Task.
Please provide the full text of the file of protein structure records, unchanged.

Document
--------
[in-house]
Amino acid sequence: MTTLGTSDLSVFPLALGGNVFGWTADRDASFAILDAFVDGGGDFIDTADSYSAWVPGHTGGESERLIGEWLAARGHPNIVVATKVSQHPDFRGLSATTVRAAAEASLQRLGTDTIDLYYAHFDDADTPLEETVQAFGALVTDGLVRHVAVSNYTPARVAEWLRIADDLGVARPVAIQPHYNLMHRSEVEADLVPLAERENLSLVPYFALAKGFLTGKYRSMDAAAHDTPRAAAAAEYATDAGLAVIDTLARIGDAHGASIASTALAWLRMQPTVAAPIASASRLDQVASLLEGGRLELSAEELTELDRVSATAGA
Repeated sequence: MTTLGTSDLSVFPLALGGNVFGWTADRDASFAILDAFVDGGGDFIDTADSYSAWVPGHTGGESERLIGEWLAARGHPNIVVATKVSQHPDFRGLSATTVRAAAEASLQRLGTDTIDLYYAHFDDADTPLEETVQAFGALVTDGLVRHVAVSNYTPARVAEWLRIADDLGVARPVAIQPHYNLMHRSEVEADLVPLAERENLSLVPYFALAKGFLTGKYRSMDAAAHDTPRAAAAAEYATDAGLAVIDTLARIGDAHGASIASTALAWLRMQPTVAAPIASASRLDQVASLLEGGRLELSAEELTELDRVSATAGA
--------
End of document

[in-house]
Amino acid sequence: MTTLGTSDLSVFPLALGGNVFGWTADRDASFAILDAFVDGGGDFIDTADSYSAWVPGHTGGESERLIGEWLAARGHPNIVVATKVSQHPDFRGLSATTVRAAAEASLQRLGTDTIDLYYAHFDDADTPLEETVQAFGALVTDGLVRHVAVSNYTPARVAEWLRIADDLGVARPVAIQPHYNLMHRSEVEADLVPLAERENLSLVPYFALAKGFLTGKYRSMDAAAHDTPRAAAAAEYATDAGLAVIDTLARIGDAHGASIASTALAWLRMQPTVAAPIASASRLDQVASLLEGGRLELSAEELTELDRVSATAGA
Repeated sequence: MTTLGTSDLSVFPLALGGNVFGWTADRDASFAILDAFVDGGGDFIDTADSYSAWVPGHTGGESERLIGEWLAARGHPNIVVATKVSQHPDFRGLSATTVRAAAEASLQRLGTDTIDLYYAHFDDADTPLEETVQAFGALVTDGLVRHVAVSNYTPARVAEWLRIADDLGVARPVAIQPHYNLMHRSEVEADLVPLAERENLSLVPYFALAKGFLTGKYRSMDAAAHDTPRAAAAAEYATDAGLAVIDTLARIGDAHGASIASTALAWLRMQPTVAAPIASASRLDQVASLLEGGRLELSAEELTELDRVSATAGA